Please do make sure to use bone-in skin-on chicken pieces, the difference in flavor is remarkable.  I like to serve this with a nutty wild or brown rice (or combination of the two) cooked in chicken stock, and a crispy french baguette for sopping up all the delicious wine sauce.  Food doesn't get much better than this!

Bon Appetit!

Coq au Vin
(serves 6)

6 slices of bacon, cut into 1 -inch pieces
1/2 stick butter
6 large chicken breasts, rinsed, and patted dry
salt and pepper
3 cups baby carrots
1 lb. button mushrooms, quartered
3 large shallots, chopped
1 tsp dried thyme
1/4 cup all purpose flour
3 cups white wine (I like Riesling for its sweetness)
salt and pepper
3 bay leaves

In a large deep heavy skillet with a lid, cook the bacon over medium heat, tossing occasionally until bacon is browned and fat is completely rendered, about 20 minutes.  Remove bacon from pan and reserve.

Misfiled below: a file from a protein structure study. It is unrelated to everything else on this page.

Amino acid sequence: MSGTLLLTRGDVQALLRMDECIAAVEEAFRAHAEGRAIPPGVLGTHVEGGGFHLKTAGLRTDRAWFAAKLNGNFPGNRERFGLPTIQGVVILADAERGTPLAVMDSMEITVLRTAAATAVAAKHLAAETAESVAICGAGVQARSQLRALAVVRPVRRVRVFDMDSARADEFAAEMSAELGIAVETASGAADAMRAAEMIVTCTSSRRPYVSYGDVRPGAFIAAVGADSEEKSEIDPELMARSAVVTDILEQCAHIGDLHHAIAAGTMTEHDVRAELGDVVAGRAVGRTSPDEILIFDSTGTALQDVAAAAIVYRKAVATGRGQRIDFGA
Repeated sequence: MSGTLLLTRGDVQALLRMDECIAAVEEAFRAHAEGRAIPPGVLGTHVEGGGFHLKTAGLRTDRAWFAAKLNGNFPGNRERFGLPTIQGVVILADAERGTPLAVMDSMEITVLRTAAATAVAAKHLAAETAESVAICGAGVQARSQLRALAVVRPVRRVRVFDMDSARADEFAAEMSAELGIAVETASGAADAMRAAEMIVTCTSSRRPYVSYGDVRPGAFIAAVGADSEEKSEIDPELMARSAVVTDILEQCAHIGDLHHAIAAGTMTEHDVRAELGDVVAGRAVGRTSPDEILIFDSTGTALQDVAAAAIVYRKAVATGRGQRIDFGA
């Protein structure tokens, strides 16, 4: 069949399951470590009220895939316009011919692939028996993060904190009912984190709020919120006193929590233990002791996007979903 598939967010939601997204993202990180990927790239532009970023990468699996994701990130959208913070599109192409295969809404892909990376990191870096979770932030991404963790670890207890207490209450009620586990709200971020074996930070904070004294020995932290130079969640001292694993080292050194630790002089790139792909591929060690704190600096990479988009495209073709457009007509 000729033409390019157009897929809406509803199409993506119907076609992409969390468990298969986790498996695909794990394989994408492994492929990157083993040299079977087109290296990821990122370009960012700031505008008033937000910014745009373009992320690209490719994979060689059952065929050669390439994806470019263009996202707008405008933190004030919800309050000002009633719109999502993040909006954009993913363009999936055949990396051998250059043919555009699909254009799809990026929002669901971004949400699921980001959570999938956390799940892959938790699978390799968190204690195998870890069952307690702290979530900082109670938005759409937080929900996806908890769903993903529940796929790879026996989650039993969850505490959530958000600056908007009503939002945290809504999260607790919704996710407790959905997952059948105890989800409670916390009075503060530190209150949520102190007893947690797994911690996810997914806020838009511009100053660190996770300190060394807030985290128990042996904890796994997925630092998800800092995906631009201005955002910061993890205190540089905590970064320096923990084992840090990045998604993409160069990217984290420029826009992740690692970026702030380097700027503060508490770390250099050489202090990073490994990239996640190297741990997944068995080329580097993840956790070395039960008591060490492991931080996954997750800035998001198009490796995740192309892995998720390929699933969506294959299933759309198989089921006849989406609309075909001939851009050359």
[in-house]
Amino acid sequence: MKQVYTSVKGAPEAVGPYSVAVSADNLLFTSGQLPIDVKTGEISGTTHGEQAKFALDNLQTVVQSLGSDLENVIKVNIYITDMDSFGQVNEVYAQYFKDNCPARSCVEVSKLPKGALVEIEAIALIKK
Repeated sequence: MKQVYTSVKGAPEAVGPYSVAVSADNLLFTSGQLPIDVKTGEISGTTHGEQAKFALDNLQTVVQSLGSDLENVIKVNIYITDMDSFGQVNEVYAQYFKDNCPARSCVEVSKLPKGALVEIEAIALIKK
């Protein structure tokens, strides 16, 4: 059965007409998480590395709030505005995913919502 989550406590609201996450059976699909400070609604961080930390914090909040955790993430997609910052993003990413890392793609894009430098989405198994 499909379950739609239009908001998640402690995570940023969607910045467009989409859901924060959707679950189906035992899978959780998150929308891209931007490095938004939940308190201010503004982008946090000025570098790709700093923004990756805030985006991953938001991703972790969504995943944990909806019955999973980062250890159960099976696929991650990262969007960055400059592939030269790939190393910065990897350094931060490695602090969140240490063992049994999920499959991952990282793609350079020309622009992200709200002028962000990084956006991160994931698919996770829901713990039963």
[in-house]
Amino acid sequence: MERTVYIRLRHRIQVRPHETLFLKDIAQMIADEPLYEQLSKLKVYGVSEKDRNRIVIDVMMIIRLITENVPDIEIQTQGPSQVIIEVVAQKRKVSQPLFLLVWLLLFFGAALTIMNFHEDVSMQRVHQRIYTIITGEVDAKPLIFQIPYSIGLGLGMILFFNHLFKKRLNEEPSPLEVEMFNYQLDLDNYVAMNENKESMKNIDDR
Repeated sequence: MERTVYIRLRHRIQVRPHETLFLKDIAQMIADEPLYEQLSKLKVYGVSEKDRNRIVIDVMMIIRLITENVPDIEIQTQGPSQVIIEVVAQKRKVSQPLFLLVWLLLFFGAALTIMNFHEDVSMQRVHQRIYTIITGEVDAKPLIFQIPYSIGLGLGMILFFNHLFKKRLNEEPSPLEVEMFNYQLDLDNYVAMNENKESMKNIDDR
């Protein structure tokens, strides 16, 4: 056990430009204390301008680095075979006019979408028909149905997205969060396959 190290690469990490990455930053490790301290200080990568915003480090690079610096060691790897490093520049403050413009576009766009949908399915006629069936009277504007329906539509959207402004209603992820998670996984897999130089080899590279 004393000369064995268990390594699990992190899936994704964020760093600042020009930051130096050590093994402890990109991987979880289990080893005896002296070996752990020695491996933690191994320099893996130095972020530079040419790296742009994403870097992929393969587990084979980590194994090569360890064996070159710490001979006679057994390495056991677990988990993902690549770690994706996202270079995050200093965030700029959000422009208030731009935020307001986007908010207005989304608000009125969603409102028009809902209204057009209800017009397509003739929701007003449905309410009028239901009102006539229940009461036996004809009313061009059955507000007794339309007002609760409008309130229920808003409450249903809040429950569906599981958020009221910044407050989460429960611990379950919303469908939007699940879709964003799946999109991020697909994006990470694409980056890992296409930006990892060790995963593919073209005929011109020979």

Add butter to hot bacon fat and increase heat to medium high.  Place seasoned chicken breasts, 3 at a time, into hot pan, skin side down, and cook until well-browned (15-20 minutes).  Remove chicken from pan and brown remaining chicken.

Brown the chicken very well in bacon fat and butter

After chicken is browned and removed from pan, add baby carrots.  Cook carrots over medium high heat for 15 minutes until they begin to brown.  Add shallots and mushrooms.   Cook for 10-15 minutes, scraping browned bits from the bottom of the pan as the vegetables begin to sweat.   The mushrooms will initially soak up most of the fat and then as they become fully cooked they will once again release the fat.  When the mushrooms release the fat, add thyme and stir.  Add flour and toss to coat.  Add the wine and stir to make a gravy.  Season the sauce with salt and pepper.   Add bay leaves.

Return the bacon to the sauce, and then nestle the chicken back in the skillet.  Bring just to a boil, then reduce heat to medium low, cover with a lid and cook for one hour to completely poach the chicken in the sauce.

Serve chicken hot with rice and french bread.